Twin Rocks is one of the best, and most popular, recreational diving sites in Anilao. It is a marine sanctuary where wildlife flourishes. So-called because of two parallel sets of rock formation at a depth of 5-18m/15-60 feet), Twin Rocks is one of the busiest dive sites in Anilao. It is most often requested by both beginning and experienced open water divers who love shallow dives and healthy, vibrant reefs. A wide variety of Giant Clams, Surgeonfish, Batfish and schools of Jack are commonplace. In Twin Rocks you will see from ribbon eels, to schools of carangidae, countless nudibranchs, clownfish, surgeon fish, lionfish, damsels, big barracuda schools, mantis shrimps, Coleman shrimps, pocelain crabs o rabbitfish in a spot where the maximum depth is 16 meters and has a visibility over 20 meters.
Twin Rocks consists of two rocks separated by one meter that receives special protection thanks to its marine sanctuary status where fishing is prohibited, it was a time when cyanide was used to catch fish for aquariums and even dynamite was used for fishing. Today, this history of degradation has led to nutrient-rich water rising from depths close more than 90 meters that feed abundant crinoids, soft corals, sea fans, Acropora, blue coral, fire corals..
Twin Rocks, established in 1991, is among the country’s older marine protected areas. It boasts of good coral cover and supports highly diverse coral and reef fish species, as well as schools of commercially important fish species like fusiliers, surgeonfishes, snappers and rabbitfishes. Twin Rocks also amply demonstrates the potential economic benefits that can be gained from conserving an area’s natural resources. As a highly popular dive site, Twin Rocks helps bring in considerable income to the local community and local government.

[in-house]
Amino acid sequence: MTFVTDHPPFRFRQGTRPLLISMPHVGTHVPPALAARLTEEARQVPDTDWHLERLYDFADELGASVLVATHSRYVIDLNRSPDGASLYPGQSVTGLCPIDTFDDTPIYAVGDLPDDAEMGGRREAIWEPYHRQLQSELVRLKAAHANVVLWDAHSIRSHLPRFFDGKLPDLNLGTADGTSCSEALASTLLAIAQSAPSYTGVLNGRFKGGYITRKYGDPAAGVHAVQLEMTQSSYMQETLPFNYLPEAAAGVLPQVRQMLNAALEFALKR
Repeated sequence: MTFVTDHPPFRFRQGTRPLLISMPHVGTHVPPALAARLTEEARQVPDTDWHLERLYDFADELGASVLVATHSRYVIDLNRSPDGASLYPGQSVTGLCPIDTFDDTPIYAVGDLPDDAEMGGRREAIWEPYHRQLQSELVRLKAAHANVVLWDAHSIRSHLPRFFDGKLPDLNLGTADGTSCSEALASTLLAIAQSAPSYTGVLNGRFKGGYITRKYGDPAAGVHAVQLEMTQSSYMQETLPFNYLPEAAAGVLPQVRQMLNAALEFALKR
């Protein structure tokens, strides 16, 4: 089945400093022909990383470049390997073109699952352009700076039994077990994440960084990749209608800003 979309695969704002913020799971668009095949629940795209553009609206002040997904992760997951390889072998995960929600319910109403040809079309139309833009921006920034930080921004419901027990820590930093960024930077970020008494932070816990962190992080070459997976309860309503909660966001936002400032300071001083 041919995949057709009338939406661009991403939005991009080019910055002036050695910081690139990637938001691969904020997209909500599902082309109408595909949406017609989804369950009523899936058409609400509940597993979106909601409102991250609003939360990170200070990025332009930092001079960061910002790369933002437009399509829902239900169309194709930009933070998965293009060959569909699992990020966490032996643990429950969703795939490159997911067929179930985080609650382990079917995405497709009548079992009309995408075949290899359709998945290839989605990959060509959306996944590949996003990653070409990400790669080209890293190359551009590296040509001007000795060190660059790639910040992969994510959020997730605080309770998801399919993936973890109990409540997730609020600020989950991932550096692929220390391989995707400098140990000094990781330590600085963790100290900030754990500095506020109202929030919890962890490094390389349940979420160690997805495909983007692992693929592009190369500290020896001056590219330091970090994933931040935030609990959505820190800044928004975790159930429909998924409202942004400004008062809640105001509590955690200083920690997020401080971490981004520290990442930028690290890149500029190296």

“We are very proud and I think that this award gives much-needed encouragement to the people and local government of Mabini and of other Batangas municipalities that are involved in MPA management,” said Lorie Sollestre of the Batangas provincial environment and natural resources office. “We are working very hard to protect and effectively manage our MPAs, and I’m optimistic that when the next Para El Mar comes along, we will even have more MPAs qualifying to join,” she said.